When we asked filmmaker Jazmin Hernandez why she and her production partners chose to focus on social media for their documentary, she said, “Social media is global, so I think the impacts are felt by every teenager with a Wi-Fi connection. Whether you are in Chicago, New York, or Mexico, social media is a pillar within teenage communities and the mental health damages it can cause to young people are prevalent in all parts of the world, at times even exacerbated if a country has more extreme beauty standards or displays of wealth.” Like so many young people in Chicago, Hernandez is passionate about issues that affect not only her community but teens across the globe.
Organizations like Free Spirit Media provide opportunities for young creatives to explore the stories that are important to them by providing a comprehensive foundation in media production. For 13 years, the Pulitzer Center has supported Free Spirit’s summer documentary filmmaking program, Free Spirit Labs West, by connecting participating students with journalist mentors to support the development and production of their documentaries about underreported local issues. Hernandez was among the 12 students who participated in this year’s six-week program, which was led by Free Spirit managers Danielshé Rodgers, Terrance Patterson, and Richardo Segura, and supported by the Julian Grace Foundation.
“I really love this partnership...Every summer it always amazes me. This is such a great opportunity for our teens to be able to meet, observe and work with journalists that create meaningful pieces for audiences to relate to.”
For the first time since 2019, Free Spirit Media resumed in-person programming, which also meant that journalist mentors flew into Chicago from all over the country to spend a week with the students. Journalists Ashonti Ford, Eli Hiller, Noreen Nasir, and Melissa Noel, all of whom were returning to mentor for a second or third year, expressed excitement about working with students in person for the first time. “It felt so much more natural to meet and interact with the students in person, and to teach them about aspects of video storytelling, shooting, and editing together, as opposed to trying to communicate and mentor virtually,” said Nasir. “This experience reiterated the importance of human interaction and how much impact it has on kids," added Ford.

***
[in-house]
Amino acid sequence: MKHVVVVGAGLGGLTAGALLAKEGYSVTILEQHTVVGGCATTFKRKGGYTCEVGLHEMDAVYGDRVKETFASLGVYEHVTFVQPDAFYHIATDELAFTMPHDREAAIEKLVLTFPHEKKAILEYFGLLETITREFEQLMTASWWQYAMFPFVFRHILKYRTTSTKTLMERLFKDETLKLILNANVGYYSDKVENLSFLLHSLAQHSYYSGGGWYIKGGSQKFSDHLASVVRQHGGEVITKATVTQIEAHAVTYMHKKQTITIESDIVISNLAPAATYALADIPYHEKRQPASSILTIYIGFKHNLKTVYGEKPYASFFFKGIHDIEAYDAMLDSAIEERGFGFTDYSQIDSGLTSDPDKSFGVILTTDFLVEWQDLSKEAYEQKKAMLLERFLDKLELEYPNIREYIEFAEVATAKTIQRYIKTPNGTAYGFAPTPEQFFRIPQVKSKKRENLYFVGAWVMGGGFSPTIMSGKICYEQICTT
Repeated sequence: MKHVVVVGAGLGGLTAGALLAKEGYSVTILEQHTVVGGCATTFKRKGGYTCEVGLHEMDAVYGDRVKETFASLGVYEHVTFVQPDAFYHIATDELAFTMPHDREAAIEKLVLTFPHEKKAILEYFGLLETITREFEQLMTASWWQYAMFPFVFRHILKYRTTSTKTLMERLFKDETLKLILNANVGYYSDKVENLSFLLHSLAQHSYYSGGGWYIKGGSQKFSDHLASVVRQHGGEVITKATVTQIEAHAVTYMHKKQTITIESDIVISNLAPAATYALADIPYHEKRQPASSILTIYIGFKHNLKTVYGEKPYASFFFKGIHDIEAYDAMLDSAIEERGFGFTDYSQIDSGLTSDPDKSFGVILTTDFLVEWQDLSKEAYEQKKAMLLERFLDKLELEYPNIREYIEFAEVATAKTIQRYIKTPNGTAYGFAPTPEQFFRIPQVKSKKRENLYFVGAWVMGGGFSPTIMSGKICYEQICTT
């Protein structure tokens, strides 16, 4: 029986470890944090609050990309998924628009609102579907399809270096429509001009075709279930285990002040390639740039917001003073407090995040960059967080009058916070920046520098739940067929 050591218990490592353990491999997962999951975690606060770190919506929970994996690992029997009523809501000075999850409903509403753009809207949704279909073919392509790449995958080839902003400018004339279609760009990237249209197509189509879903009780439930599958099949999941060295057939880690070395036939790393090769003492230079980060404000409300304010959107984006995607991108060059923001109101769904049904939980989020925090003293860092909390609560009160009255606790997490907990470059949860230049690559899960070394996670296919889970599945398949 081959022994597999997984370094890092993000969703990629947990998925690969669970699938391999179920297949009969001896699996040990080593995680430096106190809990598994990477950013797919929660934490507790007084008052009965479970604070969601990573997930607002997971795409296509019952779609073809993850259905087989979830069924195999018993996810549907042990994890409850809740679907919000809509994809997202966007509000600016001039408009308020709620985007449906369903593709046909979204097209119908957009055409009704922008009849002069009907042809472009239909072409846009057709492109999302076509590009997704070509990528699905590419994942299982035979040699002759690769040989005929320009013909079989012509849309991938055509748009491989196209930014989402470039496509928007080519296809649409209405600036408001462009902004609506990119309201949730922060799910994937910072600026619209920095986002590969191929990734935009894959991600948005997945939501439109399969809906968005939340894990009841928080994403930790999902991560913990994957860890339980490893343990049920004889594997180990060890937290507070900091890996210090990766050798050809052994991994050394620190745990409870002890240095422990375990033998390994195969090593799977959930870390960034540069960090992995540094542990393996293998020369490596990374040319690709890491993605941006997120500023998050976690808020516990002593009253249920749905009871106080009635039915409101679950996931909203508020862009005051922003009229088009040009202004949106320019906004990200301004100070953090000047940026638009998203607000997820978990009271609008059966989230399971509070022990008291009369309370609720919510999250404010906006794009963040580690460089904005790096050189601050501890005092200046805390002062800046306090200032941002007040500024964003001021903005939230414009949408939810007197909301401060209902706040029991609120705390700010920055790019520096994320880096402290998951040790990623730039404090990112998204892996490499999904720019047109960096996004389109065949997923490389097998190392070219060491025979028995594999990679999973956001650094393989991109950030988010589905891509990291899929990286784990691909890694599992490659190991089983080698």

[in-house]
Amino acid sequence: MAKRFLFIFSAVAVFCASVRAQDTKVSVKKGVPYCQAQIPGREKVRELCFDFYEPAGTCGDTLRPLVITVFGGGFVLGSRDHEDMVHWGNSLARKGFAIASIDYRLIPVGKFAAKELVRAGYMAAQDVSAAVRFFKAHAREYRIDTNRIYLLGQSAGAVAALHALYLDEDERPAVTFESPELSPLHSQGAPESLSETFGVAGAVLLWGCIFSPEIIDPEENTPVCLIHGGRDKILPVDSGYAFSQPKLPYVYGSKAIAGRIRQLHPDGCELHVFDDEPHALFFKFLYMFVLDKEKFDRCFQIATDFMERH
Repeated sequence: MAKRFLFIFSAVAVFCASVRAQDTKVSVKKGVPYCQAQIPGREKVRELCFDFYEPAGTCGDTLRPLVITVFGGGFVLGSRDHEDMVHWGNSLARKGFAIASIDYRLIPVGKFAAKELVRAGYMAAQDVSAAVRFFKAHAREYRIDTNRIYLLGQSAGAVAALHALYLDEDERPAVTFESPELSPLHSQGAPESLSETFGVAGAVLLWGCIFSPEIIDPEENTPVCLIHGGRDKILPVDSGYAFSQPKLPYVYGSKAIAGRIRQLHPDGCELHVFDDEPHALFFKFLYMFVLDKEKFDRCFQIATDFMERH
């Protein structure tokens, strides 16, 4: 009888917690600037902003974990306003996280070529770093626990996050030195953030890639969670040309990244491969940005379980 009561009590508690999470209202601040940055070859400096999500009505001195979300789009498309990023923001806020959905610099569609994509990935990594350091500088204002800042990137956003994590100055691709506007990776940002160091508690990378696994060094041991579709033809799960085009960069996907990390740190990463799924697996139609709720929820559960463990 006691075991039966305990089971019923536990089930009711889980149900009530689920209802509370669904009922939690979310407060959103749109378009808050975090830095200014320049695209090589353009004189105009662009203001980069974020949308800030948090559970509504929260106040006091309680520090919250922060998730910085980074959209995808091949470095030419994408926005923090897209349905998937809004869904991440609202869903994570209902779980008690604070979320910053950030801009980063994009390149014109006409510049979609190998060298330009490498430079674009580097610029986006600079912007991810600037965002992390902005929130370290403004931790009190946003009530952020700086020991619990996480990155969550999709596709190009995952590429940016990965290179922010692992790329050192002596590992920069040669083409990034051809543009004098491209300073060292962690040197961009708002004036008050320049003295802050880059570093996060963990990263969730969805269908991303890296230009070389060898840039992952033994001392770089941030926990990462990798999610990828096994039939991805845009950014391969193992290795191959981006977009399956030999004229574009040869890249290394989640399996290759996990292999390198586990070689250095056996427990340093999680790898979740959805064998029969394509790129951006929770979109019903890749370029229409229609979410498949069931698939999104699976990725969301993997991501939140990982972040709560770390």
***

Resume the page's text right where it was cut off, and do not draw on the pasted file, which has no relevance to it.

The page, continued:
During their week in Chicago, journalists led a series of skill-based workshops and helped students get familiar with editing, developing their documentary topics, and handling the camera. On their final day, journalists and students met near Buckingham Fountain and practiced conducting interviews, many gathering footage that they used in their final projects. Throughout the remaining weeks of the program, journalists met with their production groups virtually to offer guidance. “We had weekly check-ins [with Melissa] to evaluate our progress and receive information,” reported Amarion Curry. “They were always there when young creators needed them,” said Terrance Patterson. “They helped them come up with final documentary ideas, and helped them structure their documentary overall…They met them on their level. Meaning they didn't downplay anything they were saying….”
Ultimately, students produced compelling short films on issues affecting communities on the west and south sides of Chicago. The documentaries explored gun violence, inflation, drug abuse, and the impact of social media on young people.